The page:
If God is no longer to be conceived of as a ‘personal other,’ does that mean that the core and ground of all life is impersonal? Does this make God less than personal or mysteriously even more than personal yet still beyond our limited human categories and understandings? Such questions ultimately cannot be answered. They do, however, elicit a series of other questions. Does not the being of God manifest itself in intense personhood? Can one worship the Ground of Being in any other way than by daring to be all that one can be? Can one worship the source of Life in any other way than by daring to live fully? Can one worship the Source of Love in any other way than by daring to love wastefully and abundantly? Are there any categories that could be said to be more personal than those calling each of us into being, into living, and into loving? Would a life that reflected these qualities not be seen to reveal the image of God that is within that person?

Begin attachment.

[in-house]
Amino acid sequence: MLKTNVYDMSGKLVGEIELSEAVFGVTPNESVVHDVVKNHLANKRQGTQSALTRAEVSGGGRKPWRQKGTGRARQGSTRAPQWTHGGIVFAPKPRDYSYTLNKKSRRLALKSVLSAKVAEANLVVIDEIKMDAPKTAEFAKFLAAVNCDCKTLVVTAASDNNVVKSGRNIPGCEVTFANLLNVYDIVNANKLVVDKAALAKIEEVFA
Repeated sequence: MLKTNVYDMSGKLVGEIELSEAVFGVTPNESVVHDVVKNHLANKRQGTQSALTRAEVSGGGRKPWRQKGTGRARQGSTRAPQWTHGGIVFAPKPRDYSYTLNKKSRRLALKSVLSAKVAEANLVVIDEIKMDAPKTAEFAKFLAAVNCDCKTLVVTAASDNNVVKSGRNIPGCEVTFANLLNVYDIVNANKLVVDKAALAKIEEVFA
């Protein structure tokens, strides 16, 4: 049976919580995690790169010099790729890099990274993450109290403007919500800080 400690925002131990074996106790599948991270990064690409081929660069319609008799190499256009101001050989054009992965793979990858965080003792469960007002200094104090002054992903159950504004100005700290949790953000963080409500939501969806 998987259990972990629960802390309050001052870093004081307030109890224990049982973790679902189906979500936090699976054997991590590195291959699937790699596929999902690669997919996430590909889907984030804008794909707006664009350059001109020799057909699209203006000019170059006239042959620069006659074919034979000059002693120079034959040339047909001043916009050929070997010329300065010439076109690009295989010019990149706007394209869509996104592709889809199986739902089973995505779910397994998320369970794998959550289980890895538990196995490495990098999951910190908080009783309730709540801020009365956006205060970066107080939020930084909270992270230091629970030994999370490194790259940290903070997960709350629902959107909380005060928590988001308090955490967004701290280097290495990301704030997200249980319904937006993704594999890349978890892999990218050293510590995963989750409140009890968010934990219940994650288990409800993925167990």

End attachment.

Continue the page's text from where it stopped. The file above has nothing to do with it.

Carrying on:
These questions are purely rhetorical, in the sense that Spong implies his preference for answers that suggest a universal force of love. The first two questions are skeptical at a glance, and Spong dismisses them as “unanswerable,” meaning we cannot answer “yes, God, the Ground of Being, is impersonal”. The rest of the questions are hopeful, and it is clear that Spong desperately wants to answer “yes, God, the Ground of Being, is personal and loving”. For the moment he stops short of giving that answer outright, but in the epilogue of the book he gets over his caution and states: “God, the source of love, calls us all to love wastefully.” Good advice indeed, but in fact it is Bishop Spong, not the Ground of Being, who offers it. Spong rejects the traditional, theistic conceptions of God, but in the end nostalgia overcomes him, and he cannot bring himself to reject the unsupported but comforting notion that God, the Ground of Being, loves us.